This is not related to me, but is related to a recent incident.

I witnessed one user being harassing towards another in repeated comments across multiple Questions and answers.

I flagged the individual comments, but the behavior continued, and the user who was being harassed was getting frustrated.

Now, the abusive comments were flagged and deleted, but the behavior continued.

How can I make the mods aware of a pattern when the offending posts have been deleted, and thus nothing to link?

I despise bullying behavior, and I don't want to think that I'm contributing to it by having the evidence deleted.

  • 2
    Keep flagging the abusive comments. Hopefully the abused user will flag them as well. Mar 5, 2019 at 19:39
  • 4
    I'll wait for a moderator to chime in, but I would say the next time you see it, use the "in need of moderator intervention" flag, which allows you to write a custom message.
    – David K
    Mar 5, 2019 at 19:55
  • @DavidK yeah, but that's what I'm wondering. If the other comments are gone, how would a custom flag help. Mar 5, 2019 at 19:57
  • 6
    I'm pretty sure the mods can still see deleted comments, even if we can't. If you identify the users by name, hopefully the mods have the tools to look up the deleted comments by user. If you can remember the post they got deleted from, even better. But like I said, I'd wait for a moderator to confirm that this would work for them.
    – David K
    Mar 5, 2019 at 19:59
  • 12
    Can't be me, I'm free and easy with the abuse, not targeting any particular individuals
    – Kilisi Mod
    Mar 6, 2019 at 9:12

2 Answers 2


Different moderators might have handled different comments and thus nobody noticed a pattern even while all the comments got deleted. When you see something you think we should take a closer look at, please use a custom flag to clue us in about what's going on.

If there's nothing left to flag but you remember at least one post where it happened, please flag that post. Moderators can see deleted comments, and once we have an entry point we can see what else the people involved were doing.

  • 6
    Thanks Monica. that makes a lot of sense, and explains quite a bit. If five moderators each handle one flag, it looks much different than if one sees all five. Thank you for explaining this. Mar 5, 2019 at 21:06
  • Wait, I thought I read in the flag section that there's 3 steps to accepted flags: the user is issued a warning, a temporary account suspension, and then a permanent suspension if the problem isn't solved yet.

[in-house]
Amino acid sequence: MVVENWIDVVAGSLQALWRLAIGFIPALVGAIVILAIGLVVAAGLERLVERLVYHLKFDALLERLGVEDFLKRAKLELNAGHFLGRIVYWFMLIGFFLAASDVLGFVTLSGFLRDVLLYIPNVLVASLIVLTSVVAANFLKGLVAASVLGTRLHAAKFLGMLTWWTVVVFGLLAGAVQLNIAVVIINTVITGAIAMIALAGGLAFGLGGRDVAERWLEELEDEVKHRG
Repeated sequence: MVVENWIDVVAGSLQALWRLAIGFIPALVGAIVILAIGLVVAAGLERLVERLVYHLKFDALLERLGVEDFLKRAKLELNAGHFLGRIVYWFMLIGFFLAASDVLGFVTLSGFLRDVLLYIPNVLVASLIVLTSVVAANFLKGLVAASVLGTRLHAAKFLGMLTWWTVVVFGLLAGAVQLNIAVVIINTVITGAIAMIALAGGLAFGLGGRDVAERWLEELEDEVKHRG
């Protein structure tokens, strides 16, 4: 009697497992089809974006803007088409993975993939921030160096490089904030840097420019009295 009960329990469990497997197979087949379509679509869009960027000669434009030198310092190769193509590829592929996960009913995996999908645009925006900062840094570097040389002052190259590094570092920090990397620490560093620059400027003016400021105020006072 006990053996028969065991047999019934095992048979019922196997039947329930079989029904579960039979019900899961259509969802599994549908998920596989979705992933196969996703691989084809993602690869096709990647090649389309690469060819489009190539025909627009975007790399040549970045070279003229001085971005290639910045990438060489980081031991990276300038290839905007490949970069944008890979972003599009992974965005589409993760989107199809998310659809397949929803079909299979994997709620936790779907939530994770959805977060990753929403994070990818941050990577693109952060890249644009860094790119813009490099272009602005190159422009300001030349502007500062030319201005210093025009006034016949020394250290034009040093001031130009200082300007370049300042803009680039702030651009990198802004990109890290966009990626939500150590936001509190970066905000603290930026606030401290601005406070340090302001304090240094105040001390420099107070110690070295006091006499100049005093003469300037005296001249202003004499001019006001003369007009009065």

– Clockwork
    Mar 8, 2019 at 19:27
  • 1
    @Clockwork What do you mean by that? Most flags have nothing to do with warnings or suspensions; most flags are in fact just 'hey fix this problem'. You can flag basically any post if you have something to tell the moderation team; obviously it's more helpful to flag the specific post that you're talking about, but sometimes there isn't a specific post and/or it's been deleted and you can't see it. Accepting a flag just means the mod dismisses it and says it's helpful, any action they take beyond that is their choice.
    – Joe
    Mar 8, 2019 at 20:19
  • 3
    What you're probably referring to are the stages of escalation for user infractions; that's not directly related to flagging. Moderators will not necessarily follow that path directly, depending on the severity of the action; it's common to directly suspend users for more severe actions, for example, though typically for a short period of time unless it's a very serious action indeed.
    – Joe
    Mar 8, 2019 at 20:21

How can I make the mods aware of a pattern when the offending posts have been deleted, and thus nothing to link?

You can cut and paste the comment.

  1. Cut the comment including the user name and date
  2. Flag the comment under 'something else'
  3. Paste the text of the offending comment into the notification box, together with your own explanation that this is not just offensive, and it may be part of a campaign.
  • i think general practice is not spilling names into common Meta posts to prevent "flood wars" Apr 23, 2019 at 21:42

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